By Fr Joseph Duffy
I SUPPOSE what I’m trying to capture here is – what was the quintessential style and substance of the ministry of John Gerry, the parish priest, and John Gerry, the auxiliary bishop?
Today, John, we honour 65 years of service as priest, and 40 years as bishop.
If you lived in the mushrooming working class in the mushrooming working-class suburb of Stafford in the 1960s what would you be experiencing?
The first thing you’d have experienced was a pastor ahead of his time. These are days well before Pope John XXIII announced the Second Vatican Council, but there was an operational parish council already there.
The Second Vatican Council’s Constitution on the Church, was already alive and being lived, by the Queen of Apostles parishioners, under John Gerry’s leadership.
How could this come about?
Let’s take a look at John’s formation years for priesthood.
He was one of 18 candidates selected by the Australian bishops to sail to Italy in 1946, and to do his priesthood studies at the Propaganda Fidei College in Rome.
Some of his contemporaries on that ship who he’d study with included names you know like Tom Sweeney, John Mullins, Tom Lambert, Frank Little, John Moloney and Noel Tobin.
When Archbishop Panico opened Banyo he insisted one student from each diocese in Queensland was to go to the Propaganda Fidei College in Rome.
But I know it wasn’t Propaganda Fidei alone that shaped John’s formation for priesthood.
There was also the influence of more senior students, and some faculty staff who were in touch with the post-Second World War movers and shakers in the new movements like the new liturgical movement, the new emerging theologies, the new lay movements like the Grail and Cardijn-inspired Young Christian Workers.
The older Propaganda Fidei students who led John down these paths, names like Gillie Young, Francis Rush, Grove Johnson, Con Keogh, were no longer over there.
They’d come home because of the war. But they left behind a wonderful library and precious resources.
John’s first parish, as associate pastor, was Coolangatta, in 1951.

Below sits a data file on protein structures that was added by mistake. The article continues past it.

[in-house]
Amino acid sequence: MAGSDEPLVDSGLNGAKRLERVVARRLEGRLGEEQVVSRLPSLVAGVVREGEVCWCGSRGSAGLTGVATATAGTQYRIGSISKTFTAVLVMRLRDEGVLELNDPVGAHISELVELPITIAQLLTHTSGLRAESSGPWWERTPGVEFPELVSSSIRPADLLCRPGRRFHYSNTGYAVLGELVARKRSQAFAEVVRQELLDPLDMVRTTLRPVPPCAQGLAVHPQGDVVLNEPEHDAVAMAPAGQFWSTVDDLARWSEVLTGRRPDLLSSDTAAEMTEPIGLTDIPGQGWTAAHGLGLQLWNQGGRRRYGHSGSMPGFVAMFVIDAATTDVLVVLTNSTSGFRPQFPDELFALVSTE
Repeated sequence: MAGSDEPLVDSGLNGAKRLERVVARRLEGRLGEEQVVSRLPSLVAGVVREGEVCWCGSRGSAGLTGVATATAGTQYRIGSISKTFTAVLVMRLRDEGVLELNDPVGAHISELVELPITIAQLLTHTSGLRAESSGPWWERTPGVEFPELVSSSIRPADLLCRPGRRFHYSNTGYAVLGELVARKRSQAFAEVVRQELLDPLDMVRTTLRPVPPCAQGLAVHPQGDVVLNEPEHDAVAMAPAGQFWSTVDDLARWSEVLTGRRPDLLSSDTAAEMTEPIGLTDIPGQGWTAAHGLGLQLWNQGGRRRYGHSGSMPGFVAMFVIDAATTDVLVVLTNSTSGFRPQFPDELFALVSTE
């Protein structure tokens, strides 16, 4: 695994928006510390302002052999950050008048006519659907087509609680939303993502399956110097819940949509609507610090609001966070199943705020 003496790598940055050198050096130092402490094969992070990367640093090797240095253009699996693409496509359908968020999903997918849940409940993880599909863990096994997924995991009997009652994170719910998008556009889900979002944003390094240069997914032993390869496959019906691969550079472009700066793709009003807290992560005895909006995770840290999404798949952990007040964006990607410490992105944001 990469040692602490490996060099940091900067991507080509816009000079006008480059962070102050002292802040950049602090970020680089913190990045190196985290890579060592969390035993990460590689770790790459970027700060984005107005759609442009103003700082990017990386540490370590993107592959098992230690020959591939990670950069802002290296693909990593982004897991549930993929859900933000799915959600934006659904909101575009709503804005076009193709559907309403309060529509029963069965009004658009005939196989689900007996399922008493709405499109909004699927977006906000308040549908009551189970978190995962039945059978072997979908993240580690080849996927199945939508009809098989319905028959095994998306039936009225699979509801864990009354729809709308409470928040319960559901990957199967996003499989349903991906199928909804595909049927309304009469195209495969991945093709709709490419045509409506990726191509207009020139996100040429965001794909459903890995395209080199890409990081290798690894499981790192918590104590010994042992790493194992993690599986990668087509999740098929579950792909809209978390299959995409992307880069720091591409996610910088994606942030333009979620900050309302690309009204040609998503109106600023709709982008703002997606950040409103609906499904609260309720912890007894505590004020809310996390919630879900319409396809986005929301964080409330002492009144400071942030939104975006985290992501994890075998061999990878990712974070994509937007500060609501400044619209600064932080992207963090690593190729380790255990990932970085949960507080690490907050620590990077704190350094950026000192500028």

Five years later he transferred as assistant to the cathedral under Fr John Torpie, the administrator. In 1961 he was sent to Stafford parish to help the ageing Fr Mick Carew who was in poor health.
He subsequently became Stafford’s second parish priest, in 1962, age 35.
By rights, we ought not to be celebrating John’s ordination to priesthood until next year.
But the Aussie contingent at Prop was forever trying to break the bounds. What if they could persuade Pope Pius XII to let them be ordained a year earlier, in 1950, under the pretext that it was the Holy Year, rather than in 1951?
Pope Pius XII put a small obstacle in their course.
They had to be 24 years of age before ordination. The rector of the seminary, Felice Cenci, deftly moved the traditional date for some Prop ordinations back from the feast of Easter week to a date in December 21.
By that date in December, eight of the 10 Australians could jump through the hoop, including John. So, John, we’re obliged to conduct your first tribute one year earlier.
When I arrived to do my pastoral diaconate in Stafford in 1968 I found I was way out of my pastoral depth.
Queen of Apostles was nothing like our pastoral studies director, Cyril Shand, could possibly have prepared us for. There was the pastoral council, the liturgy committee, the credit union, the Stafford saints youth group, the ecumenical group, the charismatic prayer group, the mothers’ guild, at least 20 ministries.
Each guild was named for a petition in the litany of Loreto.
I found myself back in Stafford as associate pastor in 1973.
John was a tireless and sensitive pastor and he had a highly effective administrative style that I have since defined as “interactive flat management”.
John would almost never say no to anybody.
If it couldn’t be yes he’d have a response like, “let me think about that” or “I’ll take that idea up with the pastoral council”, or the riskiest response of them all, “I’d like to run that by Joe Duffy”.
Another way he had of saying no was actually by saying nothing, blinking, and smiling like a well-fed Cheshire cat.
Put simply – a pastor with deep faith, sharply focused insights, always available for people, forward thinking, reading, praying and studying. John, I always regarded it as a privilege and a plus to be appointed to the Stafford parish and to work under your inspired leadership.
Even if not for long.
Because the following year Archbishop Francis Rush called John to get ready to become the archdiocese’s first vicar for social welfare. John moved from Stafford to Herston.
And so began the Golden Age of a more co-ordinated approach by Brisbane archdiocese to social welfare and care – co-ordinating relationships with relevant government agencies.
It began as Catholic Social Welfare, the birth of Centacare and the archdiocese of Brisbane becoming pre-eminent in leading the way to co-ordinated pastoral care among all the Catholic dioceses in Australia.
In 1975, Archbishop Francis Rush ordained John Gerry and he became auxiliary bishop.
His co-worker auxiliary bishop was the legendary James Cuskelly, Michael Putney and Brian Finnigan.
John was the first Brisbane priest from Banyo to be ordained a bishop and to be bishop in the Brisbane archdiocese.
John was a popular choice for bishop.
His choice of motto was “Though many, one in Christ”. And he elected to have his motto inscribed in English.
Since retirement in 2003, John lived at Red Hill until six years ago when he went to the Holy Spirit Retirement Centre at Aspley.
He still enjoys receiving visitors, a good wine, eating out with friends, relaxing and exercising in the pool.
I believe I can truly say that his ministry in the Brisbane archdiocese has been the instrument of many blessings.
Fr Joseph Duffy is the parish priest of Maroochydore.